Would you spend Rs 30,800 on half a kilo of tealeaves?
To explore the fate of China’s legendary tea during the economic crisis, I left my neighbourhood dotted with coffeeshops, to trawl a little-known street lined with wholesale suppliers of tealeaves plucked on faraway mountaintops in China. Read more
It is Sunday morning and I want to fly 1,907 km away just for breakfast.
At 8 am, it is too early for the Indian restaurants in Beijing to open. But as I write this, Indians are walking into a restaurant to order the typical Maharashtrian fare of poha, upma and the sweet semolina pudding called shira. In China! Some of them will eat vada pav (spicy potato cutlet in a bun). In China! Read more
It’s not easy to order a meal while the restaurant staff, dressed like China’s once-feared Red Guards, can’t stop shouting ‘long live chairman Mao!’
On an overcast evening, I entered a red star-shaped doorway on the far edge of Beijing. Read more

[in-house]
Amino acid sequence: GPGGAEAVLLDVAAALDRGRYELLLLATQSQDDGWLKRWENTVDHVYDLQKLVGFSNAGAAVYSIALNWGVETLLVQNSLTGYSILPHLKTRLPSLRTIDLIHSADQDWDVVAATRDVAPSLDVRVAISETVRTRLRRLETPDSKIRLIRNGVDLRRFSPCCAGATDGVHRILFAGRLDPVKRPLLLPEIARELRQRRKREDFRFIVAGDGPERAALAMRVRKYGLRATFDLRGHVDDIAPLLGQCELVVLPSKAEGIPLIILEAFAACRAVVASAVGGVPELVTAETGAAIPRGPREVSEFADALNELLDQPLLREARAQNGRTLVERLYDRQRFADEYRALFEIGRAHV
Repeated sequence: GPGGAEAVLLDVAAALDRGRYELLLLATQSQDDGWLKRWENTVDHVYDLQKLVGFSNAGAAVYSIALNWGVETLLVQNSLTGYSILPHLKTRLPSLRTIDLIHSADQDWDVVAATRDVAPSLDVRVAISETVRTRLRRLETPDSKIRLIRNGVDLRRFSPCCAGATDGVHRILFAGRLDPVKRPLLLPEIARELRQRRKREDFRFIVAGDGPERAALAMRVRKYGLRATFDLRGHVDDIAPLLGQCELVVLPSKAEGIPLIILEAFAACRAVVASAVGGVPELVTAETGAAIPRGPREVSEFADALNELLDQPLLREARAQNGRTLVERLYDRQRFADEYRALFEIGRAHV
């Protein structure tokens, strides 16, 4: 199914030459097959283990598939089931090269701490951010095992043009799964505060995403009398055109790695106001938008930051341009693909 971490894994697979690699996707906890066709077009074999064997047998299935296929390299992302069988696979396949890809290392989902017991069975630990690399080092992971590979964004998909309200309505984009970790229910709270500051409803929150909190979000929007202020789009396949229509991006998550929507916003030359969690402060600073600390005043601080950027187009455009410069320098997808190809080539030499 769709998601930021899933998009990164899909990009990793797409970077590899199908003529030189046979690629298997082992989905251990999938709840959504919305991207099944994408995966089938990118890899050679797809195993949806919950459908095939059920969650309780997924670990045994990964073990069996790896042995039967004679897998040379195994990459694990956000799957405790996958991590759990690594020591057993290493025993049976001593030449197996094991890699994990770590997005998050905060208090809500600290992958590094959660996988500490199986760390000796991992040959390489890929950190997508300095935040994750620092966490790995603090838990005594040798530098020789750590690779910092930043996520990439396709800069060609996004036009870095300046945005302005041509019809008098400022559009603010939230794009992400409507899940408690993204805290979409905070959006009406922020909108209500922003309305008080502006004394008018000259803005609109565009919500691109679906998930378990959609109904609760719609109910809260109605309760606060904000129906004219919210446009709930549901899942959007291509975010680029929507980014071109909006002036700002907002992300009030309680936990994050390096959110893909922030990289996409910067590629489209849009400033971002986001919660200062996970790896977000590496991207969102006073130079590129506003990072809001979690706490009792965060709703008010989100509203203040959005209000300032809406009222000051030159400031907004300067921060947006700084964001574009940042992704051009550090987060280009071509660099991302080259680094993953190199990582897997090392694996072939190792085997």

An American editor often told me that she had lost her street smarts in low-crime-rate Beijing. That’s what Beijing is doing to me too, a Mumbai girl who used to clutch the cell phone in readiness to jab friends on emergency speed dials during late night commutes and even while unlocking the suburban apartment after work. After a night-out in Mumbai, friends wouldn’t sleep until I sent the mandatory I’m-home SMS.
Over one year in Beijing, nobody has harassed me while I walked streets that look like a movie set, waited for taxis on lonely, dark sidewalks, or ate alone in a recession-hit empty restaurant. Read more
I staggered to answer the doorbell on the second persistent ring. Through sleepy jetlagged eyes I saw a blurry bunch of my favourite gerbera flowers thrust in my face before the door was half open. A ‘welcome back’ whoop thudded down the walls of the long corridor outside.
It was the Labour Day weekend and an official public holiday in China when even taxi drivers disappear from the streets. “Nihao,” I said, happy to see my Chinese ayi or housekeeper who goes by the name Xiao Jie or Little Sister. Read more